Whenever retirement in the United States is discussed in any capacity, even by non-federal employees, Social Security always comes up. Many people have arranged their retirement plans with Social Security assumed as part of it…but many times they are unaware of what Social Security will actually look like and how it works.
1. WHEN CAN I FILE FOR SOCIAL SECURITY?
This is, understandably, one of the first major questions that people have about Social Security.
Widows and widowers are able to draw Social Security at the age of 60– otherwise, under normal circumstances, the earliest age you could draw from it is 62. However, if you file at 62 and have not yet reached your FRA, or Full Retirement Age (which is determined by the year you were born), then your full benefit may be reduced by up to 30% (we’ll go into more detail on that in the next section).
Once you do reach your Full Retirement Age, you’ll be eligible to receive your full Social Security Benefits: this is usually between the ages of 65 and 67 for most federal employees. For example, if you were born between 1943 and 1954, your Full Retirement Age is 66. If you were born after 1960, your FRA is 67.
The latest time that you can get your largest earnings from Social Security is the age of 70.
2. HOW WOULD FILING EARLY FOR SOCIAL SECURITY AFFECT MY BENEFITS?
It’s important to understand the cost of filing for Social Security early, before you reach your Full Retirement Age. If you do so, you’ll be penalized for earning any money above a certain amount: as of 2018, that amount was $17,040. If you earn anything above that amount, your benefit will be reduced by $1 for every $2 you earn above the limit.
Then, during the year where you’re going to reach your FRA, that amount will change. For every $3 you earn above the $45,360 limit, they’ll take away $1. But that only happens in the months before your birthday.
The first month after you reach your Full Retirement Age, your earnings will no longer reduce your benefits from Social Security anymore. Now you can have an outside job and earn as much money as you want without being penalized.
3. IS MY SOCIAL SECURITY TAXABLE?
Many people wonder if the federal government can tax their social security income– and the answer is yes, they can. If you are a qualifying widow or widower, file as single, or are the head of the household, half of your benefits will be taxable if you make between $25,000 and $34,000 a year. If you're making over $34,000, then 85% of your Social Security will be taxable.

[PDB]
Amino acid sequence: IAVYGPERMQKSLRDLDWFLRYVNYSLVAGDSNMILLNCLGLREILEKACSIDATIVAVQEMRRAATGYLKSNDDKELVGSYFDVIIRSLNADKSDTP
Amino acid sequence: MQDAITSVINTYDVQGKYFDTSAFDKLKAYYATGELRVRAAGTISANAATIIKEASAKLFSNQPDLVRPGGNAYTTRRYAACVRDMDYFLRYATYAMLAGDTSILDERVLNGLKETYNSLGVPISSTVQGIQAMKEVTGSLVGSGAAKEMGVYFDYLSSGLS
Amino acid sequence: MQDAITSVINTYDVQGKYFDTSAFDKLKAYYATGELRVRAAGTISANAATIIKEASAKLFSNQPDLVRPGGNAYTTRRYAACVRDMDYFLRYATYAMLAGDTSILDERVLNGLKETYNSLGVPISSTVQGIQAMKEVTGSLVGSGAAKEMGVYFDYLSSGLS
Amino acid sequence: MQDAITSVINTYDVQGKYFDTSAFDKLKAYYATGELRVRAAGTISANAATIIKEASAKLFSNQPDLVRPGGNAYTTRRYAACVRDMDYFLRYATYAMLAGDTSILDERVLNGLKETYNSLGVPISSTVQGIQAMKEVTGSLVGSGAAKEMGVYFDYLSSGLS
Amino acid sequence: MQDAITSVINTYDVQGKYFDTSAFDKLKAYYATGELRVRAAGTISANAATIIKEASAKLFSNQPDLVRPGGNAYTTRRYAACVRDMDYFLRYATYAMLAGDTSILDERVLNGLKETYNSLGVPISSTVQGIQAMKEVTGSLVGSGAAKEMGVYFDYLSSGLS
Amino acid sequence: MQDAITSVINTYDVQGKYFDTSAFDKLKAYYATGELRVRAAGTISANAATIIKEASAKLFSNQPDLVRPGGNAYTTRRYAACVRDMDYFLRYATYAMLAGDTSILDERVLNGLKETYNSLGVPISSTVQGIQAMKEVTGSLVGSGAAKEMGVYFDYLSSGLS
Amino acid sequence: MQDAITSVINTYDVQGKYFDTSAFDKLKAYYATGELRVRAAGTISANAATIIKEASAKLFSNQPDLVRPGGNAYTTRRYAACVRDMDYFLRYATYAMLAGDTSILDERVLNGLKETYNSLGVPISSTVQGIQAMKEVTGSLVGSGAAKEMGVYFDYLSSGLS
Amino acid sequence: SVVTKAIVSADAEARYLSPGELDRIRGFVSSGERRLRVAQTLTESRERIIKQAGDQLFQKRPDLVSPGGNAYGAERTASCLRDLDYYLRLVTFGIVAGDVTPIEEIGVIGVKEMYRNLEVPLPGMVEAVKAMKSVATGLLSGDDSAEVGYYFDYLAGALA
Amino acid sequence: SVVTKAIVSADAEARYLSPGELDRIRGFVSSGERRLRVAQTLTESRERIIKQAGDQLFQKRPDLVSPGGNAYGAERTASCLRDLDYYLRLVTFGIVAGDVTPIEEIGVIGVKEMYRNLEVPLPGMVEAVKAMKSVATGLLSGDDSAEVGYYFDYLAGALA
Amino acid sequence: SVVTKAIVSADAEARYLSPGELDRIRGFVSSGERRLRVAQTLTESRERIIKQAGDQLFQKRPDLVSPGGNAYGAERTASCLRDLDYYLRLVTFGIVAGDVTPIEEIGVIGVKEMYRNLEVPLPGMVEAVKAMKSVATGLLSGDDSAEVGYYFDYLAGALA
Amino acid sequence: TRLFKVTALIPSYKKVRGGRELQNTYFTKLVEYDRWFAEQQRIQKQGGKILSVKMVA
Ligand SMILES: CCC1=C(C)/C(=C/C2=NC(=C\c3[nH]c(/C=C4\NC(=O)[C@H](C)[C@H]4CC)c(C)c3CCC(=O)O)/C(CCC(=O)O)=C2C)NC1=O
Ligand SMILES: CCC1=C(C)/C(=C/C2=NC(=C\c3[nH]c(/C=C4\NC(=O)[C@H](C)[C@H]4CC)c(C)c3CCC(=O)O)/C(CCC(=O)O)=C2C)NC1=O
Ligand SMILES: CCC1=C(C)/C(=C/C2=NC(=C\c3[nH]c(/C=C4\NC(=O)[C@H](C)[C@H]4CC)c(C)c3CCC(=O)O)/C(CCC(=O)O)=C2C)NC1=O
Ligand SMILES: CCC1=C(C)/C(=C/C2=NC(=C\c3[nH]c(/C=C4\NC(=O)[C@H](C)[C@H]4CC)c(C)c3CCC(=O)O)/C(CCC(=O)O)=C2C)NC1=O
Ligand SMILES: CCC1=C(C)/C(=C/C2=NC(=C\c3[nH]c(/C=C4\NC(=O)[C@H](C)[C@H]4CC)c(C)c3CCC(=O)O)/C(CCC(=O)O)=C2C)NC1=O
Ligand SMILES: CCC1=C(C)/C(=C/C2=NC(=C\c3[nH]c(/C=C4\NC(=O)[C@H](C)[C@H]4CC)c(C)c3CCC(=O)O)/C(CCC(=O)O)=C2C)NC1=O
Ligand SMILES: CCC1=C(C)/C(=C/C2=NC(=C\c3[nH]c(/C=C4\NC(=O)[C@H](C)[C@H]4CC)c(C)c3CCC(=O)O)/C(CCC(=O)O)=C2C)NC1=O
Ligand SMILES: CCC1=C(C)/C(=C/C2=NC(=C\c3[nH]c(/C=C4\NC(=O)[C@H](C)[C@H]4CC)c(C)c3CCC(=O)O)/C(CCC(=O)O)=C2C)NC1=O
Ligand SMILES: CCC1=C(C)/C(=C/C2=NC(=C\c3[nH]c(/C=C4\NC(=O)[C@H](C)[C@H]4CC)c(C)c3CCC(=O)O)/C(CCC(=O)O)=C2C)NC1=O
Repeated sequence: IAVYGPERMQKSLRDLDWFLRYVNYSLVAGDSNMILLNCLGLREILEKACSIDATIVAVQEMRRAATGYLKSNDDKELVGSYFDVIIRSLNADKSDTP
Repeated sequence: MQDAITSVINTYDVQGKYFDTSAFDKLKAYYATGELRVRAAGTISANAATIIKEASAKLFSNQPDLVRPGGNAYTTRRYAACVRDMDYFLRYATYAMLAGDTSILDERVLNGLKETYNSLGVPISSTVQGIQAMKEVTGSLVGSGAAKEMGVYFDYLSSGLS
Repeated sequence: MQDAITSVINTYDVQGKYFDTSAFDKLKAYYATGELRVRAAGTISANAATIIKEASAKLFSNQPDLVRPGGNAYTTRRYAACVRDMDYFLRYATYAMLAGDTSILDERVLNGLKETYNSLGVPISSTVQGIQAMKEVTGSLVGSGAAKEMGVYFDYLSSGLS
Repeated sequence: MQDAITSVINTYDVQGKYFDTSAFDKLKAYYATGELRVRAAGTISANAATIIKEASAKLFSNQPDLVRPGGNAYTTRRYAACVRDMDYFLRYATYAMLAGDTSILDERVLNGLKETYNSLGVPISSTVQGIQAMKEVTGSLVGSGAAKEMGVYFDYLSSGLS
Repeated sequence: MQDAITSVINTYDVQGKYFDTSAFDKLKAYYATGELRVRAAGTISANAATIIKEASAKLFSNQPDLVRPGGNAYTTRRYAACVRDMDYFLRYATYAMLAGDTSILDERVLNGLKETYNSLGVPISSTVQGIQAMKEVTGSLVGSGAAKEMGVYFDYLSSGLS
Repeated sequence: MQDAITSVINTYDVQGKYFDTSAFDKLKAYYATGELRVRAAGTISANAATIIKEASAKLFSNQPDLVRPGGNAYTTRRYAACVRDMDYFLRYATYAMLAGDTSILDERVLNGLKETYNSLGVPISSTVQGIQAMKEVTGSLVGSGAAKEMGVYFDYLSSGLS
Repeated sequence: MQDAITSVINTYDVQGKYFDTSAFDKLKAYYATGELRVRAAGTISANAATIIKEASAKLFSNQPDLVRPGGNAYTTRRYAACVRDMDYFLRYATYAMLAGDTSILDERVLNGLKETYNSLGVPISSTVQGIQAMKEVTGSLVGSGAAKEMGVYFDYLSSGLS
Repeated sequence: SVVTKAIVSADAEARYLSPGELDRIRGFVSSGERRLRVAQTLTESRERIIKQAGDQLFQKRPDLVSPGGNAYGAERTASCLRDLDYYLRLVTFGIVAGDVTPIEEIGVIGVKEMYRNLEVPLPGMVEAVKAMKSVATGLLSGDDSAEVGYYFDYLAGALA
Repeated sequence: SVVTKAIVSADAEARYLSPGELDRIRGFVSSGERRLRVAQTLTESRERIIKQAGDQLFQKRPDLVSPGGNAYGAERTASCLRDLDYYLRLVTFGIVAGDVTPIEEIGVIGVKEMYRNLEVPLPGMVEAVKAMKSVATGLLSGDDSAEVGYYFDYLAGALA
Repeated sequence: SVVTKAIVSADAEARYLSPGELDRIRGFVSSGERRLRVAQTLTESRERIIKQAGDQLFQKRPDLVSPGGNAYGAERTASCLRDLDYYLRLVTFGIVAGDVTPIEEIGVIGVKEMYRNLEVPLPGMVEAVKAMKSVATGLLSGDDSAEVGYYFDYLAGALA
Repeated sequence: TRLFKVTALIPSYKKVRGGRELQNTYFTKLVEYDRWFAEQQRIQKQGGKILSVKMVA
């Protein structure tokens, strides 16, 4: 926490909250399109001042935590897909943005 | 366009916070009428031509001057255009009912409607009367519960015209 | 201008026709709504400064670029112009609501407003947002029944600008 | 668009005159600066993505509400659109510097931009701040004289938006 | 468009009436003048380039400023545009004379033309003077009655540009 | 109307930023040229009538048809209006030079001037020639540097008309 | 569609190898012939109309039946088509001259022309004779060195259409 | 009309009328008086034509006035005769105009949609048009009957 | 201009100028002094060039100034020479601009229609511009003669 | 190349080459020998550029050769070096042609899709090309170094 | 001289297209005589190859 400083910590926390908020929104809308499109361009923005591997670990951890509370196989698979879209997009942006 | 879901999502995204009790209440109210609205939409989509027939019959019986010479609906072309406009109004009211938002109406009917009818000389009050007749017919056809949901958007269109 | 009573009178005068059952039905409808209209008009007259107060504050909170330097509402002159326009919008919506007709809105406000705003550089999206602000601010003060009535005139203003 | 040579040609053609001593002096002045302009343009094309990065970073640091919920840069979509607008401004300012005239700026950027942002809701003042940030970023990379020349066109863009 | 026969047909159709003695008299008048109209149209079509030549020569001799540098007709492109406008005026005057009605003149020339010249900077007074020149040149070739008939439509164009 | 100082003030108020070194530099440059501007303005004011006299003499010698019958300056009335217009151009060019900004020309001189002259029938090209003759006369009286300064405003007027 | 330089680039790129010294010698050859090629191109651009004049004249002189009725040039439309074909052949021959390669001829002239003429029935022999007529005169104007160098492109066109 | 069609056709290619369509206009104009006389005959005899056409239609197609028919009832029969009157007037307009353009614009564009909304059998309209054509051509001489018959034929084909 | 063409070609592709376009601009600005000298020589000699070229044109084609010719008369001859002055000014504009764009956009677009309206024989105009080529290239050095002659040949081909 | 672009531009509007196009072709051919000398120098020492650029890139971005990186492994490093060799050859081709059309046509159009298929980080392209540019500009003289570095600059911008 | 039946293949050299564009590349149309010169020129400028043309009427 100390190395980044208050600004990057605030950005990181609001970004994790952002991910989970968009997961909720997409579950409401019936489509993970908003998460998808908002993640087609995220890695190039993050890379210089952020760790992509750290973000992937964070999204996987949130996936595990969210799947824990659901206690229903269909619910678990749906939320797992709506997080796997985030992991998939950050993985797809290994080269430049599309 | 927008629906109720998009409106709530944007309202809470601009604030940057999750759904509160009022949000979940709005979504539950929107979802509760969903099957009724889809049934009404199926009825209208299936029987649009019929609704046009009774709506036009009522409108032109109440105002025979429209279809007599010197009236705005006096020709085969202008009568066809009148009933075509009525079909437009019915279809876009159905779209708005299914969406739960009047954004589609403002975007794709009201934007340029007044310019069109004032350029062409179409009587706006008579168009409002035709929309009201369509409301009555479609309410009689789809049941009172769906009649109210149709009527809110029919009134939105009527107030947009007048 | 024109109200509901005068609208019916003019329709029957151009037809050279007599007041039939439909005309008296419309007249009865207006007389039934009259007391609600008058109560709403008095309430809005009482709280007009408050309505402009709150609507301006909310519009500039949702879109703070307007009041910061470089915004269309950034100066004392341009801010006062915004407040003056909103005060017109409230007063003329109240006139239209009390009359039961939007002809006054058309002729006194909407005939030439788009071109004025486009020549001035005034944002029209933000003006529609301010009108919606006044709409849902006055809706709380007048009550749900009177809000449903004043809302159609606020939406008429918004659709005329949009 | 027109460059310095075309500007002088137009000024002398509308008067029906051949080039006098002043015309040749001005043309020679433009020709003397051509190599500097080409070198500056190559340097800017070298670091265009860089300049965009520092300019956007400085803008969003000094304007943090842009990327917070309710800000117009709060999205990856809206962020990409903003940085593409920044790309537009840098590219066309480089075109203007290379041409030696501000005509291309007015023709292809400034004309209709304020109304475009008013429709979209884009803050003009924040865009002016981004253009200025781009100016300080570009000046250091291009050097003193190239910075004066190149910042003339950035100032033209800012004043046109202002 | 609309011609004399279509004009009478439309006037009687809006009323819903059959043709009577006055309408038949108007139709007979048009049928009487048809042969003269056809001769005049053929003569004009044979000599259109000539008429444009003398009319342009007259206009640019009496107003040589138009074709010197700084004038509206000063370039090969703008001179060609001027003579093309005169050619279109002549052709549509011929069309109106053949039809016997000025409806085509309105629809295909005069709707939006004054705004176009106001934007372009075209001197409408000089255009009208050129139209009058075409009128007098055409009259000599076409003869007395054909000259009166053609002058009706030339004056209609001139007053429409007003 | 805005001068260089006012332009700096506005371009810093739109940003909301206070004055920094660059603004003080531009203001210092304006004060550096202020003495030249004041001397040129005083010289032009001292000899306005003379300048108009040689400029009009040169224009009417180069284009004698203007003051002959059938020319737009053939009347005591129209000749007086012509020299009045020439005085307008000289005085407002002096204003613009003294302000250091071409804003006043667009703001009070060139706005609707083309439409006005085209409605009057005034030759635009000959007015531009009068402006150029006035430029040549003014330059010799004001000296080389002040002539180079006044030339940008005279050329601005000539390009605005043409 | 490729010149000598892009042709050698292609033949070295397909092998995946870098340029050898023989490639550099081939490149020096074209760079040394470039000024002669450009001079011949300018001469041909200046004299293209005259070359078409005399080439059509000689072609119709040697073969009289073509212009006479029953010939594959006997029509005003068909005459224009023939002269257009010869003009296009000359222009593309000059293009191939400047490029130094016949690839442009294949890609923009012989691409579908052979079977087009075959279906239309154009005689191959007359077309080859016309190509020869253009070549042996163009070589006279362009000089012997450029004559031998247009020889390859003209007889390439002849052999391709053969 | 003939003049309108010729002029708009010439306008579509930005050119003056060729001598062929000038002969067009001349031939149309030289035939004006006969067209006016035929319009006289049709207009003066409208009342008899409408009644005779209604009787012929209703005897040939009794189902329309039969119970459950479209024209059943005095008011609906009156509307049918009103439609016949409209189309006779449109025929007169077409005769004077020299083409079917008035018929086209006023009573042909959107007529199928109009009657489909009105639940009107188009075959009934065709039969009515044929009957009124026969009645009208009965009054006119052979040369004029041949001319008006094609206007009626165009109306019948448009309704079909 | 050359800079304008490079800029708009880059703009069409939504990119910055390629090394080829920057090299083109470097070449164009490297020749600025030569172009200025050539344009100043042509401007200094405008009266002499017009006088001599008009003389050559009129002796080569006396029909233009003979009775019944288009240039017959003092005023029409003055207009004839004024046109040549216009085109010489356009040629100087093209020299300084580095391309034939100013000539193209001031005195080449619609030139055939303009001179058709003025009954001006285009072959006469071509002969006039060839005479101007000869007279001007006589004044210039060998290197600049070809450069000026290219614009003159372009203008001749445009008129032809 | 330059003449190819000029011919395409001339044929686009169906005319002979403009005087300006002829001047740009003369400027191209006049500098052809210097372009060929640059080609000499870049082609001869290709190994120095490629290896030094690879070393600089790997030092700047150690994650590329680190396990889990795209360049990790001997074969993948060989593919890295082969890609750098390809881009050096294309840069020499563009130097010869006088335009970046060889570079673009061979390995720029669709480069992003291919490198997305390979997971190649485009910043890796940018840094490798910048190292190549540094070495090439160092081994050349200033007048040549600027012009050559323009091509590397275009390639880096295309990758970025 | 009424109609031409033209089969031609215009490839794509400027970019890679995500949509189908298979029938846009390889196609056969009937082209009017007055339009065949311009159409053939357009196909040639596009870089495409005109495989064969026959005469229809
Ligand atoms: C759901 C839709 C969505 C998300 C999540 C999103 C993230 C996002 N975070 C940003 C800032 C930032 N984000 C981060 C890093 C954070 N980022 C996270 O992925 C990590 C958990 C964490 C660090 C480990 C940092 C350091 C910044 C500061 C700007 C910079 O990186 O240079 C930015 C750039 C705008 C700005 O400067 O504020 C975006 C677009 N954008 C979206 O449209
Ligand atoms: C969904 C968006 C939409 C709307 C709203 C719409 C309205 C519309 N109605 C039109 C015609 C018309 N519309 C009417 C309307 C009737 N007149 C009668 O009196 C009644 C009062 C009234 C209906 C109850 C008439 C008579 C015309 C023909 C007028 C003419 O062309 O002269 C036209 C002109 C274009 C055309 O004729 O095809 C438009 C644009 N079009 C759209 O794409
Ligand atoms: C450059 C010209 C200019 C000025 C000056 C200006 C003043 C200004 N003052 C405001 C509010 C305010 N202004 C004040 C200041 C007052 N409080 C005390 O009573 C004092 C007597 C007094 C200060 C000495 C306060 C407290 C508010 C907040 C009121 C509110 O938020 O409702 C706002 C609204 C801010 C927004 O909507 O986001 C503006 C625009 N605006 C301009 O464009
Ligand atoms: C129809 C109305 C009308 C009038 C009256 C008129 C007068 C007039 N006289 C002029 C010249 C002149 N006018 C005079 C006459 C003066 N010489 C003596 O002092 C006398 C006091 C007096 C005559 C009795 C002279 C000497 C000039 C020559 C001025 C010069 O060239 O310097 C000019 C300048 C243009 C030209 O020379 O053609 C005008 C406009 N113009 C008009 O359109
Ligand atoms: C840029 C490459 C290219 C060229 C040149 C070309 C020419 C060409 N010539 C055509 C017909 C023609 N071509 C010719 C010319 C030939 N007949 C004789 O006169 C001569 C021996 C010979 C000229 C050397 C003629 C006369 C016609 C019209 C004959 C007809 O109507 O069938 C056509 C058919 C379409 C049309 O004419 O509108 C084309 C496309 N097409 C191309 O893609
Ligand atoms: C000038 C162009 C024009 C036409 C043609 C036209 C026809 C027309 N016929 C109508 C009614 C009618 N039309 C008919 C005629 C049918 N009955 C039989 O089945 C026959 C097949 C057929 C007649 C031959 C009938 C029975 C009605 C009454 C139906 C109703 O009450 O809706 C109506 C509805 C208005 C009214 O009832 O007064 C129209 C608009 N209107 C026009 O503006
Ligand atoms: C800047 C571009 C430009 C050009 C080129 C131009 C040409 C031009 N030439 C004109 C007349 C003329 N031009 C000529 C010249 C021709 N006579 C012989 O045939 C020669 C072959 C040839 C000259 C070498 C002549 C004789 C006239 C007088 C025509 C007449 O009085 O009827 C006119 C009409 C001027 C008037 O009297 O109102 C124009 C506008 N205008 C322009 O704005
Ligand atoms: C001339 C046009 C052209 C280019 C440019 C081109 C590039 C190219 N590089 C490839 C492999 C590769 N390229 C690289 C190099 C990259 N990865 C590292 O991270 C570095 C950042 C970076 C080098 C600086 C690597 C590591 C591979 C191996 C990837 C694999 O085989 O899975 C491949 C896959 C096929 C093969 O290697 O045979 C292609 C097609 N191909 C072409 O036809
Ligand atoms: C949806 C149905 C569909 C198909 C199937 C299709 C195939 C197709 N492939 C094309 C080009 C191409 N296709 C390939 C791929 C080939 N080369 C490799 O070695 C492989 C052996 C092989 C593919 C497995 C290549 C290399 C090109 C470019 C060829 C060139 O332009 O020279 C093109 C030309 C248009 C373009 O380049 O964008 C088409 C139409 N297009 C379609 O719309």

If you are married and file jointly, half of your Social Security will be taxable if you make $32,000 to $44,000 a year. If you're earning over $44,000, 85% of your benefits will be taxable.
4. WHAT’S THE MAXIMUM ANYONE CAN EARN ON SOCIAL SECURITY?
Most people don’t know that Social Security has a maximum payable amount you are eligible to receive: you can look at it as a cap. That amount can change each year. Below you will find a chart with the maximum Social Security payouts someone could receive – both before and after reaching their Full Retirement Age.
As of 2018, the maximum payout someone could receive was $3,698 per month – if they had waited until they were 70 years old to file. However, if they’d filed early at age 62 before hitting their FRA, the most they could receive is $2,159 monthly.
5. WHAT SOCIAL SECURITY STRATEGY IS RIGHT FOR ME?
So, given the effects of your income and your age on your Social Security Benefits, at what age should you file for Social Security? Should you file at age 62, or at your FRA which could be, say age 66?
At 62, let’s say you’ll receive $1,500 a month from Social Security. If you wait until your FRA at, say 66, you can make $2,000. There’s a $500 difference in benefits between those two ages.
Exactly how much money would you miss out on if you wait until age 66, and don’t file at age 62?
Take that $1,500 per month, which adds up to $18,000 per year, and multiply it by the four years between ages 62 and 66: that’s $72,000 that you won’t receive if you wait to file until reaching your Full Retirement Age.
But you also need to remember: if you file early for social security, even though the penalizations will stop once you reach your FRA, you still won’t be earning as much month to month as somebody who waited until age 66 or age 70. After 12 years of receiving their benefits, they will have earned back that $72,000 that you got early– and after that, their benefits will only increase in comparison to yours.
This is why it’s important for you to sit down with somebody one-on-one and map this out. Ask yourself, “How long do people in my family live? And will I live to that age?”
These aren’t easy questions to think through– but it’s important to plan ahead. Fortunately, you don’t have to do any of this alone.
ARE YOU CONFIDENT IN YOUR PLANS TO MAXIMIZE YOUR SOCIAL SECURITY?
United Benefits has assisted thousands of federal employees on several impactful topics. We can help you, too. Ask us anything!
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